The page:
Seven medical students torment their hospital’s under-confident janitor Kenneth (Andrew Lee Potts), whom they have nicknamed “Freakdog”. When their latest prank results in his having a seizure and slipping into a coma, one of the students (Arielle Kebbel) takes extreme measures to try and save him – with horrifying results.
Red Mist, also known as Freakdog in some markets, is an Northern Irish-produced but American-set horror movie. It has a distinct ‘made-for-television’ feel to it, partly because it’s relatively modest budget and partly because of the simplistic and over-familiar narrative. A group of misbehaving twentysomethings commit a terrible crime, and its victim gains psychic powers to enact his murderous revenge. In effect the viewer is asked to simply watch a brief set-up, and then six gory murders in a row before an unconvincing climax, and a last-minute twist. This is not spoiling a plot: this is recognising a formula.
If nothing else it resembles 1990s television stalwart The X Files, which ran a solid line of these kinds of paranormal tales of psychic phenomena when it wasn’t chasing ghosts or UFOs. Both that series and Red Mist share the same ‘anytown’ aesthetic, with Red Mist‘s Belfast standing in for somewhere on the American east coast. It is all rather vaguely situated.
Ordinary production values can be saved by an inventive script or strong performances. Red Mist doesn’t particularly get either. Where the cast is concerned, Arielle Kebbel (probably best known for The Vampire Diaries) certainly approaches her role with an enthusiasm few other cast members appear to show. Andrew Lee Potts spends much of the film lying asleep on a bed, but even in early scenes seems to struggle with the morality of his character.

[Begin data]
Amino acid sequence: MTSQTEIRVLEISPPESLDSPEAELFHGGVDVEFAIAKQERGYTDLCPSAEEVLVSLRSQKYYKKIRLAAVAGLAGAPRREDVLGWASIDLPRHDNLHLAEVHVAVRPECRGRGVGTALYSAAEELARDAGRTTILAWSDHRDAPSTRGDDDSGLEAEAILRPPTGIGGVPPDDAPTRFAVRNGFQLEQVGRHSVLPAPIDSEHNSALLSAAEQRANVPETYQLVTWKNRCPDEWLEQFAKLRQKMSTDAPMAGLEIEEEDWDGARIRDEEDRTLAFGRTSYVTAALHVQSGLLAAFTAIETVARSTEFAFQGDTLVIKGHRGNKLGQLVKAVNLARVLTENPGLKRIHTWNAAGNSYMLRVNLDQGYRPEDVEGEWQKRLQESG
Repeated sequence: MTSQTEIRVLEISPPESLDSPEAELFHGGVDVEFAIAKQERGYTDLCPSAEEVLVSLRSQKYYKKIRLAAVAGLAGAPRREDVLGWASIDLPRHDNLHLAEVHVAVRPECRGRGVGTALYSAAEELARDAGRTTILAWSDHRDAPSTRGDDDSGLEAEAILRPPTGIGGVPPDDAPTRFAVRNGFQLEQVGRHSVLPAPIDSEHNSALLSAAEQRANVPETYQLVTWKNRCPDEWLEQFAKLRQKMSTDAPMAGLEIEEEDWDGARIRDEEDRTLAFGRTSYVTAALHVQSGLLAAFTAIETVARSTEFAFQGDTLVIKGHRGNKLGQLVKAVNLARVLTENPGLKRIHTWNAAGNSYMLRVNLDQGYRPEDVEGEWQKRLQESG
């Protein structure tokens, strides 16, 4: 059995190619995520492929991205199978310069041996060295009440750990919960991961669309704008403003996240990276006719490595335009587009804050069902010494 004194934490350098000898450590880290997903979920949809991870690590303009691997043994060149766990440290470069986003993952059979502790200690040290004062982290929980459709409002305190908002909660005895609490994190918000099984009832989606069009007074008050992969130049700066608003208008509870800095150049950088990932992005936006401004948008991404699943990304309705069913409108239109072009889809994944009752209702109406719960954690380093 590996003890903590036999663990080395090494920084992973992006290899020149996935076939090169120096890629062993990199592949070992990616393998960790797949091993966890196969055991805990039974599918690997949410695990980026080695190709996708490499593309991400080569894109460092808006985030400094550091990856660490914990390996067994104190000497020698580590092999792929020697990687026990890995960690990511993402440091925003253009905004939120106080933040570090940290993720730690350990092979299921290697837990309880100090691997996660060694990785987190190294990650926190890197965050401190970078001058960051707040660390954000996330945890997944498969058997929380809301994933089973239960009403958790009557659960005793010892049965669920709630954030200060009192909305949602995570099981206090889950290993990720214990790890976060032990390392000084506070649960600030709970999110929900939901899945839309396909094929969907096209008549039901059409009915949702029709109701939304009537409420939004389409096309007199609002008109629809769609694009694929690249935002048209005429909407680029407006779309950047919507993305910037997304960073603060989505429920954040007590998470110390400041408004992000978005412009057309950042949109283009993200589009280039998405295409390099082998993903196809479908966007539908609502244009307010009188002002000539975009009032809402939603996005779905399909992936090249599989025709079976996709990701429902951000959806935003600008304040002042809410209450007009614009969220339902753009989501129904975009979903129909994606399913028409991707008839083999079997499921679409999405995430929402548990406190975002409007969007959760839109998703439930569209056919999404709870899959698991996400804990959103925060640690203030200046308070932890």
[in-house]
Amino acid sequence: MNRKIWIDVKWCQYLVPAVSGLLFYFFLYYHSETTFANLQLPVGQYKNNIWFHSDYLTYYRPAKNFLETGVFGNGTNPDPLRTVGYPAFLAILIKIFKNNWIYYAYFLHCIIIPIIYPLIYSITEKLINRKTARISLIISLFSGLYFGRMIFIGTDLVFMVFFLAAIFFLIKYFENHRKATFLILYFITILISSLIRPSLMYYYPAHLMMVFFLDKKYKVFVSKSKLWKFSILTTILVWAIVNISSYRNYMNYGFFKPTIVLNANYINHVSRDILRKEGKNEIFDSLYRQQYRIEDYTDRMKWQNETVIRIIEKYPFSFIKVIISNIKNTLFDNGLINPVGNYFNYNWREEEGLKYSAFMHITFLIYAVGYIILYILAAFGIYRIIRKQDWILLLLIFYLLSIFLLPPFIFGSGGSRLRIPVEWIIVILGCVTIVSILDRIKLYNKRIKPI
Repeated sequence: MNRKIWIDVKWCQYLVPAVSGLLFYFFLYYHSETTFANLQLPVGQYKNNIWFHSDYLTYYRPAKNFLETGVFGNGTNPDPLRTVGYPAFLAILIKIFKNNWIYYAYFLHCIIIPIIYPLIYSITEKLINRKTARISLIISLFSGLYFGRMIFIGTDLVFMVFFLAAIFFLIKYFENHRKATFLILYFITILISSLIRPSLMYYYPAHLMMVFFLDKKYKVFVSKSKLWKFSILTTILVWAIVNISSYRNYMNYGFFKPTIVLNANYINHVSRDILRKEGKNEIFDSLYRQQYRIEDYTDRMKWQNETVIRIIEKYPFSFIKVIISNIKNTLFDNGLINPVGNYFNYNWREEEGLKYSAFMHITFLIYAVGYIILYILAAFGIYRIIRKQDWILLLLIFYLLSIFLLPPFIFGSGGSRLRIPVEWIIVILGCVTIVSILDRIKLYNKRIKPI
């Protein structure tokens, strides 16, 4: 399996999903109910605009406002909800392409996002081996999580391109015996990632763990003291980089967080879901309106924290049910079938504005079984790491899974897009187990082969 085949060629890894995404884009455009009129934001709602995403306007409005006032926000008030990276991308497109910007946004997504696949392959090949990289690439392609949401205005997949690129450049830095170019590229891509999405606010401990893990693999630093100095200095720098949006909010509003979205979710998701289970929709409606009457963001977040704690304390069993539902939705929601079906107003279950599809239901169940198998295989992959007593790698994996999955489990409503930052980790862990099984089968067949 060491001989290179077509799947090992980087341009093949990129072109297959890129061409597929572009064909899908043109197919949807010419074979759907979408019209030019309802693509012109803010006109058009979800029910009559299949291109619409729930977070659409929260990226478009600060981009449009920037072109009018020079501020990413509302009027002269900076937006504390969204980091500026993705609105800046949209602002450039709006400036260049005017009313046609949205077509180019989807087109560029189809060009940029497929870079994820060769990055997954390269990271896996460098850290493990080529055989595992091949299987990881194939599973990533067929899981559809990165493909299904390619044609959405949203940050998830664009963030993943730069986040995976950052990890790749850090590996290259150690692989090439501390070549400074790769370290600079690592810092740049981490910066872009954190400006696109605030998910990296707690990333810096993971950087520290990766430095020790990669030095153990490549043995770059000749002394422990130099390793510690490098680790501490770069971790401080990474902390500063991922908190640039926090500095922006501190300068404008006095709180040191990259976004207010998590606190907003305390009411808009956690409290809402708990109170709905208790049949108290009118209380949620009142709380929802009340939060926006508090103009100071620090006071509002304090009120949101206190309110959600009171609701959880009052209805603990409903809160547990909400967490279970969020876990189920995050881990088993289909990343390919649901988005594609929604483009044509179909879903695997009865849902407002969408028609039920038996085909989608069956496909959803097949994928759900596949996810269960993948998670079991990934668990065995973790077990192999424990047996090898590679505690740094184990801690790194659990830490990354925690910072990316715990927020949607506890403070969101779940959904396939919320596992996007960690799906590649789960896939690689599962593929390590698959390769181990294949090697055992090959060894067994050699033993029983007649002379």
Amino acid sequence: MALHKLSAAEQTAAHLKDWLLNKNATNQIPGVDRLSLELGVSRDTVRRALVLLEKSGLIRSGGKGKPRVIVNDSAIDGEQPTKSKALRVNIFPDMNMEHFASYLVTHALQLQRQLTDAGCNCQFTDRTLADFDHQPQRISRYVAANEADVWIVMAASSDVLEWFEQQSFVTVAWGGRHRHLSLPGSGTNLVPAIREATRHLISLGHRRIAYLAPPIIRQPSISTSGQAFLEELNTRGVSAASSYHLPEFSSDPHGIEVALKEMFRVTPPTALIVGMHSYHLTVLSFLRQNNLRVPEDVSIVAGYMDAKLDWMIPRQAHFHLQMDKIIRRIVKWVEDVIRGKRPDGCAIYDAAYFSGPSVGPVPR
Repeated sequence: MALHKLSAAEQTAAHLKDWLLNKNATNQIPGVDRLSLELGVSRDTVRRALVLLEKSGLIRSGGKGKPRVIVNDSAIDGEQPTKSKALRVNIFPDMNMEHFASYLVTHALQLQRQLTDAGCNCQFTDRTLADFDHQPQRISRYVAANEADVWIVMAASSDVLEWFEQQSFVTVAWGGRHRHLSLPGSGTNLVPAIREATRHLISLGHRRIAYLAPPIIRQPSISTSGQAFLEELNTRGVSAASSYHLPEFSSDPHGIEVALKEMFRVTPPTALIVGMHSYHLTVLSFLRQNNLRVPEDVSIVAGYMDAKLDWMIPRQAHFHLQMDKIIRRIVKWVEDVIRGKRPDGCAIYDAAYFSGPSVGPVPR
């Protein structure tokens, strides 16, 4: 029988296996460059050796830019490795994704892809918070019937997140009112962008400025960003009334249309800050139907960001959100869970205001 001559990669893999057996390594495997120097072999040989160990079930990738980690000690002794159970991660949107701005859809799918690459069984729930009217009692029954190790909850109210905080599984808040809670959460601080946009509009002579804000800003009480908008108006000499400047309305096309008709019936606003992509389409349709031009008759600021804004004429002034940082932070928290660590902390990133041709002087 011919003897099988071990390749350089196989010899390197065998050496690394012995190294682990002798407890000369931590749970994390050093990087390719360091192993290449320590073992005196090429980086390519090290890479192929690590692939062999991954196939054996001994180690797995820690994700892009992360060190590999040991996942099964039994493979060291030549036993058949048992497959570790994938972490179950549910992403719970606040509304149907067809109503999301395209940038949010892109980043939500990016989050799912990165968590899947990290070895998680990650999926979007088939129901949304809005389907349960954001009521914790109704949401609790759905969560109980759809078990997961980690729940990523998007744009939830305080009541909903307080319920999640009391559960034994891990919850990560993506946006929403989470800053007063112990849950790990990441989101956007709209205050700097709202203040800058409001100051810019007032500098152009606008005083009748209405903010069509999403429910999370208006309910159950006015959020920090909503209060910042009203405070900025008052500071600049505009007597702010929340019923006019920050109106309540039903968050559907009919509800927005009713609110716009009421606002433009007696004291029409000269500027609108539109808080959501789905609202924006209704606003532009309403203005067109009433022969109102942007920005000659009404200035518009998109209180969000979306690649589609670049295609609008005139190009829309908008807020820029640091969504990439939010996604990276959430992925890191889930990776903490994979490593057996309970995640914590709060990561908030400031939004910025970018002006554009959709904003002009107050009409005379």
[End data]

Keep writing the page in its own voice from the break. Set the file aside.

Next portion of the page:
That hangs on a bigger problem in the film’s screenplay: precisely with whom are we supposed to sympathise? Kenneth may be a victim of vicious group bullying and grevious bodily harm, but the film introduces him in a hospital morgue taking photographs of naked corpses and cutting his own body. We see him stalking the young woman that later participate in getting him blind drunk and dumping him on a highway. He is absolutely their victim, but he is hardly the least deserving one. His own revenge victims are about as sympathetic and likeable as the average cast of a Friday the 13th sequel, and have about as much time to make an impression before they are killed. A decent slasher flick can make an odd appeal out of a string of random killings, but they need a sense of the absurd to actually entertain an audience. Red Mist is ultimately quite dull.
Horror is a particularly strong genre for using bright ideas and neat twists to regenerate well-familiar tropes and stereotypes. Lower-budgeted productions have a particular potential, since they’re usually free from studio scrutiny and have the ability to take more creative risks. Red Mist takes none. It is certainly a watchable production at the lowest-common-denominator end of the genre, but it boasts no individual appeal. Countless better options are available.